NORMAL — Imagine your home has been ravaged by a flood, hurricane or other disaster. Imagine you are separated from loved ones, living in a strange place, wrenched from your routines and uncertain about your future.
That scenario could apply to any number of people displaced by disasters. But it also could apply to their pets.
“They've been through the same disaster that people have been through,” said Lyn Hruska, CEO of the Red Cross Central and Southern Illinois Region. “They're distressed, possibly ill.”
Ashley Farmer, assistant professor of criminal justice sciences at Illinois State University, is working with another researcher to determine the best practices for keeping pets safe in such situations.
Farmer started looking into disaster response issues while she was a doctoral student at the University of Delaware and working at its Disaster Research Center.
When people who had to evacuate because of disasters were asked whether they had any other family members to take care of, Farmer said, “people would bring up their pets.”
She and principal researcher Sarah DeYoung are going to be in North Carolina Oct. 12 through Oct. 15 interviewing people affected by Hurricane Florence.
Farmer and DeYoung, an assistant professor at the University of Georgia's Institute of Disaster Management, have already interviewed people impacted by California wildfires and Hurricane Harvey in Texas.
They are using a $94,085 National Science Foundation grant to find ways to ensure successful evacuation of companion animals and their owners. They also are examining social vulnerability, access to resources and information gathering during natural disasters.
Their research involves not only evacuees but also managers, shelters and nonprofit organizations.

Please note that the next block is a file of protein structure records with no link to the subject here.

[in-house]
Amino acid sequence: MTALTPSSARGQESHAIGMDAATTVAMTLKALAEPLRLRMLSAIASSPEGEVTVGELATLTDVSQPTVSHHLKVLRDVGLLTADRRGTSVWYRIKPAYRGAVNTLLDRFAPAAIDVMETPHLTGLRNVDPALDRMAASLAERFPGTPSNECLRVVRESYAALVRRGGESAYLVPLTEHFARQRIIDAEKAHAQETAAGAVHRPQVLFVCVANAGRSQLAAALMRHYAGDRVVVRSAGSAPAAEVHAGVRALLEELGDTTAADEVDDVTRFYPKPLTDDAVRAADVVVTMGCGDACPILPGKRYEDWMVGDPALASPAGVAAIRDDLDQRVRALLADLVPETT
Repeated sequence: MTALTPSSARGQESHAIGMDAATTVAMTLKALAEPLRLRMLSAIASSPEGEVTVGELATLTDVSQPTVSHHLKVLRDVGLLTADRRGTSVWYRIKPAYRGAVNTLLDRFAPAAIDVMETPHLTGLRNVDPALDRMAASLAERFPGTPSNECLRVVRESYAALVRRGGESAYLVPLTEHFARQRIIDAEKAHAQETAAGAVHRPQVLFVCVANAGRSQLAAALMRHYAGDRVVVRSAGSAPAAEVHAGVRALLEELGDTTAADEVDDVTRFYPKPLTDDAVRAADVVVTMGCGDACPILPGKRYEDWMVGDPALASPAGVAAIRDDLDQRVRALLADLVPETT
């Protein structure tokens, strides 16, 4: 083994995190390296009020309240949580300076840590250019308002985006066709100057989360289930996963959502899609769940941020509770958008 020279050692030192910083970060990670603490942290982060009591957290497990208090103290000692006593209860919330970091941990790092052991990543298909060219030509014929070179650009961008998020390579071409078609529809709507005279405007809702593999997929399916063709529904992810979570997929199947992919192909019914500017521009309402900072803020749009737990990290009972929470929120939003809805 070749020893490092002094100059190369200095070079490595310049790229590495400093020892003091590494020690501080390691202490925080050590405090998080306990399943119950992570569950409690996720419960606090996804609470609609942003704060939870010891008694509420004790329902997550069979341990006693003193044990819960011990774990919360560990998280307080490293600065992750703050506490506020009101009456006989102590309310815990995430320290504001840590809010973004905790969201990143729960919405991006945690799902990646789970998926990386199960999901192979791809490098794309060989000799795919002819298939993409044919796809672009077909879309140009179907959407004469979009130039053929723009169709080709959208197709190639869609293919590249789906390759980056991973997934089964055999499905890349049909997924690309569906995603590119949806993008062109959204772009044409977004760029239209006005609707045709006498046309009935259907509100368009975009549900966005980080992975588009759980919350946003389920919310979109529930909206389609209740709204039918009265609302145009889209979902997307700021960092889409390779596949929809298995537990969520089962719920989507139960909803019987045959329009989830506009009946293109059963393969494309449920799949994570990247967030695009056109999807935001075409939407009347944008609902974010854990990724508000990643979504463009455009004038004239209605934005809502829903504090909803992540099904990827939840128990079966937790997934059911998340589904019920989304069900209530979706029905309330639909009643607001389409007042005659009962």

The goal is to get their advice about what has worked and what hasn't and to get that information to those who need it, explained Farmer.
“The more we talk about it, the more solutions we can come up with together,” said Farmer.
Many people interviewed say, “If my pets can't go, then I won't go” when faced with an order to evacuate, said Farmer, one reason why planning is needed.
In general, Red Cross shelters do not accept pets for health and safety reasons and other considerations. But when Hruska was deployed to Houston after Hurricane Harvey last year, her assignment was to set up a shelter for pets adjacent to a city shelter that had been accepting both people and their pets.
Hruska said when she first arrived at the city shelter, she saw an aggressive dog tied to a cot, dogs chasing a bunny and a variety of other animals in situations that were stressful and risky for both humans and animals.
“It wasn't terribly popular to separate people from their pets,” said Hruska.
But the owners remained responsible for their pets' care with assistance and their stress went down as they saw their pets were being treated well, according to Hruska.
Veterinarians were on hand to provide vaccinations to those who needed them, she said.
That's one of the “best practices” noted in research by Farmer. Even evacuation shelters that permit pets generally require vaccination records — something that might get left behind in a hasty evacuation. So, Farmer said, some shelters have vets available to give necessary vaccinations.
That's one reason why both Farmer and Hruska recommend including veterinary records in an emergency evacuation kit. Also include food, a favorite chew toy, any needed medications and a leash. Be sure your pet has a collar and/or a microchip with identification and make sure your contact information is up to date.
The Midwest might not have hurricanes and wildfires leading to evacuations, but tornadoes, floods or fires can lead to hasty evacuations, warned Hruska.
“Planning is really important,” said Farmer.
Outsiders will often question why someone didn't evacuate in advance of a disaster or why they left their pets behind, but Farmer said several factors can be involved.
A waitress they interviewed in Texas had to work until it was too late to evacuate.
“She walked through waist-deep water to go back and get her dog,” said Farmer.
A person they interviewed in California awoke to a wildfire. “She had literally seconds to decide” and only had time to grab her dog but not her cat, said Farmer. “She felt guilty about that.”